3 of 3 thought this review was well written
In the mid 1990's, the three remaining (I refuse to say surviving) Beatles got together to finish a John Lennon song called "Free As A Bird". The recording of the song was challenging, as they had to overdub their individual parts onto a circa fifteen year old tape, without ruining the original track with John singing. Despite the pressure, the song was completed and a new Beatles compilation had a very interesting opener.
Generally agreed upon as being only for the most loyal of fans, Anthology 1 lives up to that billing while simultaneously blasting it to pieces. There are plenty of things on here that even a casual listener could enjoy, such as a jaunty (and in my opinion better) version of "Can't Buy Me Love" on disc two, as well as a lovely live version of "Twist and Shout".
For the most hardcore of Beatles fans, there are rare gems such as the groups' first ever recording (That'll Be The Day-Buddy Holly), the infamous "Jewelry quote" where Mr. Lennon shows some sass to all the wealthy ones in the audience; which includes the Queen, and of course, alternate takes on beloved Beatles classics which shows the boys not only trying something new, but screwing up as well.
Also running rampant are mini-speeches by the group and its' manager, Brian Epstein. These could be fascinating... If they weren't about 22 seconds long each. Indeed, sometimes you can't figure out just what they hell the guys are commenting on, a task only made more difficult if you take into account that the questions that were asked do not show up on the recording.
However, these speeches are, as mentioned above, short and therefore don't really ruin the record. Everyone knows thats' what lesser tracks are for, and there isn't a shortage of them here. "Ain't She Sweet", "Cayenne", "Sheik Of Araby"... Just the tip of the iceberg. Yet even these have a youthful charm and are worth a listen, even if they are amateur.
Sometime into the first disc, I recieved a pleasant surprise in the form of a very early take on "One After 909". The quality is surprisingly good, and the song oddly gets even better after they f*ck up and try it again. It's common to hear The Beatles members making fun of each other after these little mess-ups, and I find it very interesting to listen to, as they're almost as famous for their wit as their tunes.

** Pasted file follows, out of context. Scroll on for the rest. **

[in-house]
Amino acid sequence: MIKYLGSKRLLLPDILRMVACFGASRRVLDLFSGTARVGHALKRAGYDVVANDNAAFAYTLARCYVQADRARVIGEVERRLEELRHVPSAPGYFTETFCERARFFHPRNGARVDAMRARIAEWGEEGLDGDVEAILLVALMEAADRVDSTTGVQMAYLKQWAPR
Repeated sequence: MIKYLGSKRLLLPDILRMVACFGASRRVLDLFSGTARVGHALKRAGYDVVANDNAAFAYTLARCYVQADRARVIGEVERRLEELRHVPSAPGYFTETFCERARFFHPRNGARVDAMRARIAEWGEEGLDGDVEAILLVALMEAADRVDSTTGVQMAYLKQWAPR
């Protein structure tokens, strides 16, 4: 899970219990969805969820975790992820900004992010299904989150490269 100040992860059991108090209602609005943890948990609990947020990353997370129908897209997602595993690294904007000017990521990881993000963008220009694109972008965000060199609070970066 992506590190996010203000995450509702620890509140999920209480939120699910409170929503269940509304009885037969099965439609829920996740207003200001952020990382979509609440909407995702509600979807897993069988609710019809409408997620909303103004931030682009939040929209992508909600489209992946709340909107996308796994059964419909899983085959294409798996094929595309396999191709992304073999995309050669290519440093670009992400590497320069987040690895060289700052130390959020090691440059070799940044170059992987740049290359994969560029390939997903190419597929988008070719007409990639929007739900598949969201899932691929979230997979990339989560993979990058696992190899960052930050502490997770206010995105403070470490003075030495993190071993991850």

Just as I was starting to believe nothing else could possibly be thrown into this odds-and-sods collection of audio Beatle memorabilia, I stumbled across a few televison appearances the group made during the height of Beatlemania. The skits include John and Ringo cracking wise every couple of seconds with legendary comedy duo Morcomb and Wise, to an amusing take on "Moonlight Bay".
Many will consider these things not worth the record price, and for many that may be so. I, however, found these to be a rare insight into the way the biggest band of the 20th century operated in the beginning, before the acid, before the fighting, and before the Yoko.
While I wouldn't recommend this to anyone wanting to get acquainted with the group (I'll let "Abbey Road" handle that), If you are familiar with the Beatles in anyway, be it a casual listener to a fan since February of 1964, I guarantee this will be an amusing and entertaining purchase, at least for the first few times.
Famous quotes come to the surface
Some songs are better on here than released versions
Lesser tracks get old fast